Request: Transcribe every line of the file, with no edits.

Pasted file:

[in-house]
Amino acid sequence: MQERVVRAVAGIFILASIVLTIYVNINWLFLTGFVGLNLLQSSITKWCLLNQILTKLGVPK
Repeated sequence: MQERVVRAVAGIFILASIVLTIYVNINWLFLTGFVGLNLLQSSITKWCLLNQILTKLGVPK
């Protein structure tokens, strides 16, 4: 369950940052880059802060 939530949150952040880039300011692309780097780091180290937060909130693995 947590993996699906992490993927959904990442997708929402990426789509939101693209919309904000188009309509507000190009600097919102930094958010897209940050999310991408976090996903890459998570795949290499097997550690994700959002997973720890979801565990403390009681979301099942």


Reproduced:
[in-house]
Amino acid sequence: MQERVVRAVAGIFILASIVLTIYVNINWLFLTGFVGLNLLQSSITKWCLLNQILTKLGVPK
Repeated sequence: MQERVVRAVAGIFILASIVLTIYVNINWLFLTGFVGLNLLQSSITKWCLLNQILTKLGVPK
């Protein structure tokens, strides 16, 4: 369950940052880059802060 939530949150952040880039300011692309780097780091180290937060909130693995 947590993996699906992490993927959904990442997708929402990426789509939101693209919309904000188009309509507000190009600097919102930094958010897209940050999310991408976090996903890459998570795949290499097997550690994700959002997973720890979801565990403390009681979301099942």